Stainless steel hooks don’t require protection from corrosive salt water, but vulnerable carbon steel must be coated. These coatings vary; the most rudimentary are bronze-based and offer minimal corrosion resistance. Nickel, zinc and tin-based coatings offer much better protection, while state-of-the-art proprietary coatings such as Platinum Plus or PTFE, similar to the non-stick finish on fry pans, render a hook close to corrosion-proof except for the sharpened point. Some finishes are simply sprayed on, but others are applied in a bath where hooks are submerged; while the more resilient finishes may be baked on. The process and the technology will be reflected in the price you pay, but will also be apparent in their ability to resist rusting. And there are colours –to suit your personal preferences as much as anything: silver, black, red, while for PTFE a grey finish is usual.
The most basic hook point is a needle point. It’s round in profile and has no edges. It’s simple and cheap to produce, but the point is vulnerable to bending and blunting – although it’s easy to sharpen with a diamond file or hook sharpener. Variations on the theme are needle point with and without barbs, or with micro barbs, which are sliced from the inside of the front length of the hook.
Then there is a simple sliced hook point. It’s a slice through the cross section of the front length of the hook at an angle, and produces a point with elliptical edges. It’s also simple and cheap to produce, and comes in barbed and barbless.
The more complex points are knife edge points. They’re cut into the point of the hook using micro milling and laser technology, and they may actually comprise up to four sharpened edges emanating from the point and may even incorporate the barb in some way. The advantage is superior hook penetration into hard bony surfaces. Barbs are required to hold these hooks in place; they’ll cut a path on the way into the mouth structure, and they can cut their way out again. The Black Magic DX Point hook is one such technological marvel, and they boast a PFTE coating as well – top-end stuff.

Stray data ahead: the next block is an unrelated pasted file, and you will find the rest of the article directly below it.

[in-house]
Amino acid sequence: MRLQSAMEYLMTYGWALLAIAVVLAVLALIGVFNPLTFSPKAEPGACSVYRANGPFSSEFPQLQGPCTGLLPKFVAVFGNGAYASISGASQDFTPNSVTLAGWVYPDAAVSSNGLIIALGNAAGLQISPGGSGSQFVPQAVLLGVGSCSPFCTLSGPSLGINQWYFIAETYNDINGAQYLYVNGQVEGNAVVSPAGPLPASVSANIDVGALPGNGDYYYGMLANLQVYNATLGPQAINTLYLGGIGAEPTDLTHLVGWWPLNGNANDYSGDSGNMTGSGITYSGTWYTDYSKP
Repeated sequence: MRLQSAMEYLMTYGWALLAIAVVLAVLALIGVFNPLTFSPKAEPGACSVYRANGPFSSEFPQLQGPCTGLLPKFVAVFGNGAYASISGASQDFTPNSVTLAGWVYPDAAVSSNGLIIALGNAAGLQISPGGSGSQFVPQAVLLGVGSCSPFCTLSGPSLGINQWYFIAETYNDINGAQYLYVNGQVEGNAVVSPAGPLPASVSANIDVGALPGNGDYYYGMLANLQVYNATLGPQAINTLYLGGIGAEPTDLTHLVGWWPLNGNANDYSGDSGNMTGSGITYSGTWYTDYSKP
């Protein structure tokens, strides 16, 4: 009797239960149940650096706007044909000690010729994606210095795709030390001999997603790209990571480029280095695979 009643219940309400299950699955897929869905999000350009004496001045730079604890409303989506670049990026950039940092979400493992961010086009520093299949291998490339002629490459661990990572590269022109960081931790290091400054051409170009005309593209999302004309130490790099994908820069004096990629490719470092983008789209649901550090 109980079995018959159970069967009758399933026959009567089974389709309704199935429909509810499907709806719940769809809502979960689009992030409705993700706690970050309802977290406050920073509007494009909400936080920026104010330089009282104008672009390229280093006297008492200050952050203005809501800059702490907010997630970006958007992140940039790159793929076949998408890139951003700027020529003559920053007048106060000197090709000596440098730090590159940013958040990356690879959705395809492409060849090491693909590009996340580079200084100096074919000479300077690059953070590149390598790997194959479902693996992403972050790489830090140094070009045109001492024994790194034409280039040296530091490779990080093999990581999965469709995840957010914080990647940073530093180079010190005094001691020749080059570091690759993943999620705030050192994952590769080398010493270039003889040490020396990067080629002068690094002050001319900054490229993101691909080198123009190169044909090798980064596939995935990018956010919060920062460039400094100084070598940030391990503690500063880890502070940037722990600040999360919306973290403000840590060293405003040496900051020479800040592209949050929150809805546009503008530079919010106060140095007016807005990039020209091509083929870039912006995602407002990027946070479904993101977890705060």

Hook points may be long or short, and angled toward the shank of the hook, making them beak point hooks; or away from the shank, making them a Dublin point; or something neutral and parallel to the front length of the hook. Hook points may be offset to the right or left as well.
You may come across the term chemically sharpened; it suggests that the hook point has been treated with a corrosive chemical which eats away at the metal to produce a sharper edge, or point. Too much chemical for too long actually begins to dull the hook point though: there are quality chemically sharpened hooks and then there are others … choose a reputable brand.
There’s another process you may encounter in packaging and promotional material: laser sharpened. As the name suggests, high energy laser beams are used to hone the point and edges of the hook.
Keep in mind that it’s the hook point that’s always going to be the most vulnerable to rust and to damage. Blunted, rusty and bent hook points won’t result in solid hook-ups. You can attempt to sharpen most hooks but unless they’re sizeable (as is the case with game fishing hooks) replacement is the best way to go if you can’t get your hook to penetrate and hook fish. A close-up inspection will often reveal the hook point problem, and a hook point that won’t “stick” when gently drawn across the thumb nail is probably bent or too dull to be effective.